When my great-great grandfather immigrated to Peru in 1874, he was the first of four brothers to make the long and treacherous journey from the port of Genoa, Italy, south around the tip of South America to the city of Callao, which is just a few miles from Lima. The eighteen year old was employed by an older man called Benedetto Maggi who hailed from a town near to Emmanuele’s own hometown. Eight years later, his young bride Paola made the journey from Italy with her brother Luigi, and as the eldest of many brothers, he ensured that his brothers follow him to Peru where there existed plenty of opportunities to work.
When I was a child, I recall an old aunt say that Emmanuele’s youngest brother immigrated to the United States rather than to Peru. For years I searched for documents to confirm the existence of this youngest brother named Giuseppe, as well as possible descendants living in the United States. About ten years ago, I finally located Giuseppe’s baptismal certificate at the small country parish of Pieve Ligure, confirming for the first time that he did exist. About two years ago, I discovered his death certificate which revealed he died a young man in Italy with two young children. Suddenly, the old family story appeared to be incorrect, Giuseppe died before he was able to go anywhere.
As I searched for descendants of Giuseppe’s children, an unexpected result arose. I discovered that Giuseppe’s son died in 1990 in Los Angeles, California. The family tradition was partially incorrect, but overall captured the truth that a Migone relative had immigrated to the United States. I immediately started a quest to find living descendants of this relative. About two weeks ago I had the pleasure of meeting Jay Migone and his wife Felicia, a great-grandson of Giuseppe and a third cousin of my father.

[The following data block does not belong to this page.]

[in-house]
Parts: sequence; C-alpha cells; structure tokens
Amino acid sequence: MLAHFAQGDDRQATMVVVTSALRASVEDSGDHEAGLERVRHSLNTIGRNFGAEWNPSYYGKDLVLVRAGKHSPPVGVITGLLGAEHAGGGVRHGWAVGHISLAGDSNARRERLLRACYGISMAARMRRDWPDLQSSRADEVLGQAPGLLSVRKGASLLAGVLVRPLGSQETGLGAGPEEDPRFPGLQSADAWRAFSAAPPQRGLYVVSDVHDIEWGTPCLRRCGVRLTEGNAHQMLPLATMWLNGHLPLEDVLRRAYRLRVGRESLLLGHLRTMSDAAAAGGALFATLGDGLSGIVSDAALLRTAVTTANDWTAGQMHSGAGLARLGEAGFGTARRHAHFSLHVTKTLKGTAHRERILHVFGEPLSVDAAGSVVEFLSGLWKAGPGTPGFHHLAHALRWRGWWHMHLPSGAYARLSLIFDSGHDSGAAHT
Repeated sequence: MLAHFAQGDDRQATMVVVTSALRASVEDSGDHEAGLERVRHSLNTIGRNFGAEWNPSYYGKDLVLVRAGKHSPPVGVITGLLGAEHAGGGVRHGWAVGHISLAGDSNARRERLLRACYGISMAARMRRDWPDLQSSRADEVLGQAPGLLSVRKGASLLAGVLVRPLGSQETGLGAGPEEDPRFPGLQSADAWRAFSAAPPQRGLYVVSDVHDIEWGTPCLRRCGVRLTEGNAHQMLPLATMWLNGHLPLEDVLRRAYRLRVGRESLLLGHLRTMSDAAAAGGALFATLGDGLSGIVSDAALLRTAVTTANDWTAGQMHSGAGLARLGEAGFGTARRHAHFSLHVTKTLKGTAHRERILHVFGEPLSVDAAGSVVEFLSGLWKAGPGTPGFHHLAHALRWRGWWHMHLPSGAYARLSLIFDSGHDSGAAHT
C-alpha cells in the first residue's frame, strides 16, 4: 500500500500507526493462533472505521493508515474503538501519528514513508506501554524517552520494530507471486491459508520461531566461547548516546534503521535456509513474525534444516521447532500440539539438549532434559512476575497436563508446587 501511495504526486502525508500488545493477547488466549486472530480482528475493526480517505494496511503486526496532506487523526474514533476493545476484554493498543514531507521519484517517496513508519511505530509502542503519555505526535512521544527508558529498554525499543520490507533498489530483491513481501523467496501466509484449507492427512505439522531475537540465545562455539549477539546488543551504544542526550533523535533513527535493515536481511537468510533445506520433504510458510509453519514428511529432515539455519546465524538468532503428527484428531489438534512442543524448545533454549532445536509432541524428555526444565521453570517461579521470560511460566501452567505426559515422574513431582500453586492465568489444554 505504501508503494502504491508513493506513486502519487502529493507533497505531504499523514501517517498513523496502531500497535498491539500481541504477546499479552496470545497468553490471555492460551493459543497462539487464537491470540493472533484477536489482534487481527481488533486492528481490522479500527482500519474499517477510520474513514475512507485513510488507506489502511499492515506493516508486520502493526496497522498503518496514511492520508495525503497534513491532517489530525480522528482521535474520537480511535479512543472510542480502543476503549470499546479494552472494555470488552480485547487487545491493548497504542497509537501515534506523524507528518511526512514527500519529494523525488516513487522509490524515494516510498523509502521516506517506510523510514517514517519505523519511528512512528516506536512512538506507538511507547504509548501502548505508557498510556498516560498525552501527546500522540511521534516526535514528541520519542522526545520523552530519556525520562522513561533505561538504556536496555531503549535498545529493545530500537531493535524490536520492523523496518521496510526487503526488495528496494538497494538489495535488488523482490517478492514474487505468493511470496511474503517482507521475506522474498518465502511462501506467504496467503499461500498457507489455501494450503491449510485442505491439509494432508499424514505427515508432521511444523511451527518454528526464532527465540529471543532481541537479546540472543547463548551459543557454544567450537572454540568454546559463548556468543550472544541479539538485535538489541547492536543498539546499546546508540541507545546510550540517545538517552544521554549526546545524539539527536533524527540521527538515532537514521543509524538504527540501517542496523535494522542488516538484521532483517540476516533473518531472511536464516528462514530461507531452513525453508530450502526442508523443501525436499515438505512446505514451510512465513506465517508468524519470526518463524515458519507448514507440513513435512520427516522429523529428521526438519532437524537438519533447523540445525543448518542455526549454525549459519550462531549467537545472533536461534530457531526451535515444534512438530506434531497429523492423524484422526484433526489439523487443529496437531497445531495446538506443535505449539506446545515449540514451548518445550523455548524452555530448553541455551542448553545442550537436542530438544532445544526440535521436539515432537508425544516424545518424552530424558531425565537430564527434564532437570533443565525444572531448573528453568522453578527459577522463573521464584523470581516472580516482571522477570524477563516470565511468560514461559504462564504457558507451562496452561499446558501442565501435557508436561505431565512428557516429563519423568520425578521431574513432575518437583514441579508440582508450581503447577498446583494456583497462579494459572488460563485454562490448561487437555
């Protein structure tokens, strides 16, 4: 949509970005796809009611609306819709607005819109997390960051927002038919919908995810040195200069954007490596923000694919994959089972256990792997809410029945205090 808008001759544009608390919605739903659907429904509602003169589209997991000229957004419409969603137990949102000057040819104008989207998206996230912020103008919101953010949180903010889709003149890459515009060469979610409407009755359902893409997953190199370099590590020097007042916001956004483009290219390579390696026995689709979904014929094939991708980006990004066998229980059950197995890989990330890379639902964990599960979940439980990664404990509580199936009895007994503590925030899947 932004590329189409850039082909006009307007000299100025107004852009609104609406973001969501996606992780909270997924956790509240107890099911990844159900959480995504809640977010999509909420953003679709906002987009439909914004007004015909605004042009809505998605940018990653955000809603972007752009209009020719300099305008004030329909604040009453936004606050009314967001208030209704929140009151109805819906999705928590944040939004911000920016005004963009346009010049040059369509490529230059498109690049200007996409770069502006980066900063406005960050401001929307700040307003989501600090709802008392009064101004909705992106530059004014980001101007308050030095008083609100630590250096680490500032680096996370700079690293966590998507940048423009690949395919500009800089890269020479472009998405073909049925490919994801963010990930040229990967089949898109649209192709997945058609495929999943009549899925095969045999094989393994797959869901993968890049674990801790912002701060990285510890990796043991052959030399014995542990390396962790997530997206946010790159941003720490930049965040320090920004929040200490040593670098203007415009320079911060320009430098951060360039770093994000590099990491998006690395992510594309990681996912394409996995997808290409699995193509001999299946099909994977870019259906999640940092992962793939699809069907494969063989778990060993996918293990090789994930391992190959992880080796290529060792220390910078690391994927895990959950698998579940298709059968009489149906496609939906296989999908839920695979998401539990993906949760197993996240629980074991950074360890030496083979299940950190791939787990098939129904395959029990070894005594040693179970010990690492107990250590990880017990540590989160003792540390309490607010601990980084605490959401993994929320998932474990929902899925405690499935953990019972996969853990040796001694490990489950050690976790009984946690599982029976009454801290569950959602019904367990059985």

From faith, we understand the unity that exists among all human beings as children of God. Regardless of our differences, we have been created out of love by the same one God, and that creates an inviolable bond between us. Through my genealogical research however, I have discovered that genealogy places us on the great plane of humanity, as it identifies where we belong within the sea of millions of human beings. Genealogy grounds us and allows us to live aware that we are the current version of thousands of ancestors we never knew. My desire to research my family tree and record the many stories of my ancestors is so that every member of my family comes to know better about his or her past and feel more connected to their ancestors, and to grasp their place within human existence. A family tree reveals that is it impossible to be a “self-made” man or woman because each one of us depends on those who have come before us.
As I survey my ancestors, 29 of my 32 great-great-great grandparents were Catholic (the remaining three were Jewish). The same faith in Jesus Christ that my ancestors embraced, is the faith I believe. Genealogy and faith ground my humanity and my spirituality, giving me a sharper vision of where I come from, who I am, and where I am going. My meeting with Jay and Felicia reminded me that we are all connected, and are called to show the same love and kindness to all, because in the end, we are all connected, by bonds of family and faith.
Picture is mine, all rights reserved. Migone family Sunday gathering, Lima, Peru, 1923, from my great-great-grandmother Paola’s album. My great grandparents Manuel and Emma are all the way to the right of the picture. My grandfather Fortunato is the child on the front row, four from the right.